Scientists from the Helmholtz Zentrum München (HMGU) and the Technische Universität München (TUM), together with scientists in the USA, have developed a new therapeutic approach for treatment of type 2 diabetes. A novel single molecule hormone, which acts equally on the receptors of the insulin-stimulating hormones GLP-1 and GIP, was observed to reduce weight and improve blood sugar. The results have now been published in the medical journal 'Science Translational Medicine', and include data from successful clinical studies in partnership with the pharmaceutical company Roche.
GLP-1 (glucagon-like peptide 1) and GIP (gastric inhibitory peptide) are hormones that are formed by the digestive tract and that control food intake and numerous metabolic processes. When glucose (sugar) is ingested, these hormones primarily lead to increased insulin release and subsequent reduction in blood sugar, but they also affect appetite regulation and fat burning.
Some of the actions, which are combined in one molecule for the first time, are already in use for the treatment of type 2 diabetes. GLP-1 analogues, as well as DPP4 (dipeptidyl peptidase 4) inhibitors, which are thought to enhance GLP-1 action, are used to reduce blood sugar. A HMGU and TUM team led by Dr. Brian Finan and Prof. Dr. Matthias Tschöp at the Helmholtz Diabetes Center, working with Richard DiMarchi from Indiana University and colleagues from the University of Cincinnati, have now succeeded in developing a molecular structure that combines the effects of the two hormones. These novel molecules simultaneously stimulate two receptors (GLP-1 and GIP) and consequently maximize metabolic effects compared to each of the individual molecules, or currently available medicines that are based on individual intestinal hormones.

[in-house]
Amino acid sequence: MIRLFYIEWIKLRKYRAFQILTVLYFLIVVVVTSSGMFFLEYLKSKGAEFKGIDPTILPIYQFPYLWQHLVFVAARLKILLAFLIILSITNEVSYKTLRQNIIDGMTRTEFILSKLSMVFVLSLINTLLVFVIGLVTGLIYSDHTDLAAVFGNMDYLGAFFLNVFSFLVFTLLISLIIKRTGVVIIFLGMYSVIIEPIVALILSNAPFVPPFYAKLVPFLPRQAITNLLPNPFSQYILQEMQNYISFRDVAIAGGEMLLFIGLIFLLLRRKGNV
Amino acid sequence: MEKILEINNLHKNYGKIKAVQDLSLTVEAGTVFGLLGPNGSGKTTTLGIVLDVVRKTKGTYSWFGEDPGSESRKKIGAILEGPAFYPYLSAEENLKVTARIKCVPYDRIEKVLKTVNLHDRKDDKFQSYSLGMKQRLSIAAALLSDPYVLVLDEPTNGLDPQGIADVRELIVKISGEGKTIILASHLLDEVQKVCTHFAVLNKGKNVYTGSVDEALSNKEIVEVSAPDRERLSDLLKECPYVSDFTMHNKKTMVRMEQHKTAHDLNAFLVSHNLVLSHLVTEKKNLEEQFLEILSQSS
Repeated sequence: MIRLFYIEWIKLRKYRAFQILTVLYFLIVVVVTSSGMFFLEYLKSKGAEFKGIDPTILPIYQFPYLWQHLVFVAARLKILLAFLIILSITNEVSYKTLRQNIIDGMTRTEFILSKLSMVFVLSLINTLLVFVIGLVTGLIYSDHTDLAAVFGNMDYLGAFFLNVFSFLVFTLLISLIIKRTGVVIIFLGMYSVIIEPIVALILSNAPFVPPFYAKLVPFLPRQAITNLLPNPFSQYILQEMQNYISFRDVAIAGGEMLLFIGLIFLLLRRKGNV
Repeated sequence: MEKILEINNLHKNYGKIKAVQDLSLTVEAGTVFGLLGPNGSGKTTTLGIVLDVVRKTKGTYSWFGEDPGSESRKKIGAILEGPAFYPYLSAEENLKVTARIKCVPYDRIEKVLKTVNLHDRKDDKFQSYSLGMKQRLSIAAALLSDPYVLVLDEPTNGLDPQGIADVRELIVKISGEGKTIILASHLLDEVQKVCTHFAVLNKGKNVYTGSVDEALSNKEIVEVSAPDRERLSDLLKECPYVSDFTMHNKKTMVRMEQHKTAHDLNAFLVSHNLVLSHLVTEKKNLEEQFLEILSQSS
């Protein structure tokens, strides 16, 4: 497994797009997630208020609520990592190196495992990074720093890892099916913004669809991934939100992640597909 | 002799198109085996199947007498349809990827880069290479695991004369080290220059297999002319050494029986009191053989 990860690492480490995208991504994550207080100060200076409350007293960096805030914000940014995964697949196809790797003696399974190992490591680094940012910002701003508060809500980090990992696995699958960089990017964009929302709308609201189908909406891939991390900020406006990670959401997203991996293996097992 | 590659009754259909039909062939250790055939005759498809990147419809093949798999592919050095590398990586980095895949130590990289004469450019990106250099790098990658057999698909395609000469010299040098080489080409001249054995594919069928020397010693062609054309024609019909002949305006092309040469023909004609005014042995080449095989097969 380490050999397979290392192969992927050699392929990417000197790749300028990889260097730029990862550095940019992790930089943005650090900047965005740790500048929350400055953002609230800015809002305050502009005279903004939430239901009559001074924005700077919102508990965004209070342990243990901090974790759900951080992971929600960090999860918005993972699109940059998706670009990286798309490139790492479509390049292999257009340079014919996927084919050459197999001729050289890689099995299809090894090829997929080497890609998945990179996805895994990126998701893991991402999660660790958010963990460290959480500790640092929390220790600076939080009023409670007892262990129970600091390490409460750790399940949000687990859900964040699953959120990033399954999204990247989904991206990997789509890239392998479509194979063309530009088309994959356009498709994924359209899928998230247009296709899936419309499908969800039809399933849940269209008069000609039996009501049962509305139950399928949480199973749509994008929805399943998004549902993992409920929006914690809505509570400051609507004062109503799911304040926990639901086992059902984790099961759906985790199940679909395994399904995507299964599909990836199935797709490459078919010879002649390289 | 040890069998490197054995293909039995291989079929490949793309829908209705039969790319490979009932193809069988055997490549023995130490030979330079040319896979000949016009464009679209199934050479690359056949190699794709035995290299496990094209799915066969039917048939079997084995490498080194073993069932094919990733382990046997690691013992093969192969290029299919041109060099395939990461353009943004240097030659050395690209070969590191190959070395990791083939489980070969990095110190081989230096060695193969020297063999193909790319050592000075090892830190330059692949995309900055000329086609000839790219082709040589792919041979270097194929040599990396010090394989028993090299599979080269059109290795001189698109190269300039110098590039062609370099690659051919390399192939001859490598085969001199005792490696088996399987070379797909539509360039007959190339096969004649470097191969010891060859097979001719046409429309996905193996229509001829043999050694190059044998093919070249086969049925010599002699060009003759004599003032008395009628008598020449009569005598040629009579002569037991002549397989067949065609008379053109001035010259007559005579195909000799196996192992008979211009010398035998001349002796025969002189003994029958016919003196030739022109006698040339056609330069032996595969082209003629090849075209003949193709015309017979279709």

The newly discovered GLP-1/GIP co-agonists lead to improved blood sugar levels and to a significant weight loss and lower blood fat. Importantly, the researchers observed that the new substance also improved metabolism in humans, in addition to beneficial effects they discovered in several animal models. At the same time, there are indications that possible adverse effects, the most frequent of which are gastrointestinal complaints, are less common and less pronounced with this approach than with the individual hormones.